Last week’s post was about my experience at the Buch Wien and the resistance to what opportunities the digital revolution could bring. I have still been thinking about this topic and have a new aspect I didn’t consider in the last article.
The book industry has always looked down upon change with a very critical eye. Socrates advised against writing, believing it was the first step of humanity’s downfall, whereas Johannes Gutenberg and his invention were dismissed by some as being harmful to society. What if anyone could have access to knowledge? Gasp!
Perhaps that is the reason I get frustrated when people look down on digital progress. It’s often done with great contempt and, in my experience, often stems from a mindset where reading is and should remain a privilege of the educated. If owning books, let alone reading them, is a status symbol, publishers become elite institutions of great respect.
However, in a digital world, where knowledge is accessible for anyone with an Internet connection, this game changes drastically. Everyone can purchase books from all over the world and download them to their eBook Readers. More dangerously even, suddenly readers become writers, without ever being dependent on the elite knowledge of a publisher who only gives them comparably very limited royalties in return. The consumers have all the power and many publishers feel powerless. Out of this fear, such resistance is understandable. What should be a publishers’ business model in a digital world? What business model should any newspaper’s or TV broadcaster’s be?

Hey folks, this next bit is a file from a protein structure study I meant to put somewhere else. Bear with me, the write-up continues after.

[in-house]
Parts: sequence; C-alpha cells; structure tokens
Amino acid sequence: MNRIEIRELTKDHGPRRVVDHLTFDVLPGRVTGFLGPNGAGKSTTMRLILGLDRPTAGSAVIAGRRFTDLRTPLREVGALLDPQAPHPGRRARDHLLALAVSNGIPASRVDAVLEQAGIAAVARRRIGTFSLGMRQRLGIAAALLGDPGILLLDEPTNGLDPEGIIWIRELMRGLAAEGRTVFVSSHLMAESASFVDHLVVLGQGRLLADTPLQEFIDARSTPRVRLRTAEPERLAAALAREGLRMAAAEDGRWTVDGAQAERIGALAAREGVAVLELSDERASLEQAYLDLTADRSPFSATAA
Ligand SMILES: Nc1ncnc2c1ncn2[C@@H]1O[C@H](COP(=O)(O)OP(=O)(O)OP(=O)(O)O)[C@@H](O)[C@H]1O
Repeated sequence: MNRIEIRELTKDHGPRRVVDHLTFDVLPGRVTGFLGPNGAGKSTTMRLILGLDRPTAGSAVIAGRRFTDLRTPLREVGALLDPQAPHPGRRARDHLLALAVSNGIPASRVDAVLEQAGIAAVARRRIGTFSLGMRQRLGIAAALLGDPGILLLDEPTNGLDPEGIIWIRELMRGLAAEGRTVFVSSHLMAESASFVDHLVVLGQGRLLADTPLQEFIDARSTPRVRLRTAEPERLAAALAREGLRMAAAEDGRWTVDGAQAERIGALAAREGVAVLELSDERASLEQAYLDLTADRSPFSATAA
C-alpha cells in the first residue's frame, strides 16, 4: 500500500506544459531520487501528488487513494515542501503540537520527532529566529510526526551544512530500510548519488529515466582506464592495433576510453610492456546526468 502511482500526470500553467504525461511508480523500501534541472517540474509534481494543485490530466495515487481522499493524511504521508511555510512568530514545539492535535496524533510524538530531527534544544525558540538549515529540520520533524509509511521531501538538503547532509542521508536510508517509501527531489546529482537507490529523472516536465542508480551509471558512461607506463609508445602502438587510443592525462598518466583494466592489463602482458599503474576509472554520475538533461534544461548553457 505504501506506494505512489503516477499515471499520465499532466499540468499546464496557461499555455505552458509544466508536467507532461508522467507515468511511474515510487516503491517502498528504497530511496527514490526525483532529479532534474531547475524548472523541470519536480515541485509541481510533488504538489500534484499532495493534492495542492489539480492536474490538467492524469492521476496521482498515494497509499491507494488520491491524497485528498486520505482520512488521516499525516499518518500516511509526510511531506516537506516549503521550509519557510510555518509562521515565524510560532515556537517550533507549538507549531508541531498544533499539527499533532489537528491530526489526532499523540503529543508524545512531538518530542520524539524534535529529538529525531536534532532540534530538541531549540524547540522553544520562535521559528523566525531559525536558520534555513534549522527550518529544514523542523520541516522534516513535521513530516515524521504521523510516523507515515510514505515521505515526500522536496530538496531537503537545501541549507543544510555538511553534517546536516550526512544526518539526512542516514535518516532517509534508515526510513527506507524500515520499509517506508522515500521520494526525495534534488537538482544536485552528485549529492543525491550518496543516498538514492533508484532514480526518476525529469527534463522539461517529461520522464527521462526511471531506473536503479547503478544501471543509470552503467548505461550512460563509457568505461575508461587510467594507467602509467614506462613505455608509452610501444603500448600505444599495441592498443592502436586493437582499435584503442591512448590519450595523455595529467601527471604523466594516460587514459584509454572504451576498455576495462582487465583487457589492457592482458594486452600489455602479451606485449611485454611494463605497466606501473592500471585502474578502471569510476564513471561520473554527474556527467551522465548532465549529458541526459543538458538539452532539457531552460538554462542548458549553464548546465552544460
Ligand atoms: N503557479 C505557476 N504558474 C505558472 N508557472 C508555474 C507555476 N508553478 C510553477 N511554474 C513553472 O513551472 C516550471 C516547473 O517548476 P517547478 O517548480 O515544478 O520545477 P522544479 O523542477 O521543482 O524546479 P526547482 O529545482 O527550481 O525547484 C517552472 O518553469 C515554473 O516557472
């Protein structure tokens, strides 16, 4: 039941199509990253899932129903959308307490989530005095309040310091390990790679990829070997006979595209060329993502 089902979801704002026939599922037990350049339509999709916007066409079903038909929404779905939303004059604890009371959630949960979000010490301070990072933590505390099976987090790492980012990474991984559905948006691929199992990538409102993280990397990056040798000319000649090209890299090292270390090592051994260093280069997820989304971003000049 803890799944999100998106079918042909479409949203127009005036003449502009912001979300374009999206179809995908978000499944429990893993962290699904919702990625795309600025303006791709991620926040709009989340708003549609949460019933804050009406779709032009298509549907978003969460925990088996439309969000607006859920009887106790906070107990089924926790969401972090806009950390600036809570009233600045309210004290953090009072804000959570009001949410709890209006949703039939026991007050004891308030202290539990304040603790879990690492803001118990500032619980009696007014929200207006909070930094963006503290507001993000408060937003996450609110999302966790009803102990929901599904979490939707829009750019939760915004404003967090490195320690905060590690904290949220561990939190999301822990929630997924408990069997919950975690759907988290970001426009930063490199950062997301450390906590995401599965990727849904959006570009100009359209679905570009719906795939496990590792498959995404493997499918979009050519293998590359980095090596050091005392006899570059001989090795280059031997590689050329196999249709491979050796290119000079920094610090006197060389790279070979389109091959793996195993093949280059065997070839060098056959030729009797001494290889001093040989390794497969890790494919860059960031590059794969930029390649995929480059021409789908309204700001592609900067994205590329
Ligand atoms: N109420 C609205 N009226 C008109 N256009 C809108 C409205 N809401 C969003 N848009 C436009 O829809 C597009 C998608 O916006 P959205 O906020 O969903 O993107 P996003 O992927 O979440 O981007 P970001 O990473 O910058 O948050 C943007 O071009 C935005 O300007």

I have to admit I don’t have the answer. All I can say is innovate and get excited about innovating. At the Frankfurter Buchmesse a few weeks ago, there was a company presenting its virtual reality technology and how they want to use it to allow readers to experience books in entirely new ways. Isn’t that exciting, the potential technology has to tell stories in new ways? Imagine what amazing experiences could be possible soon?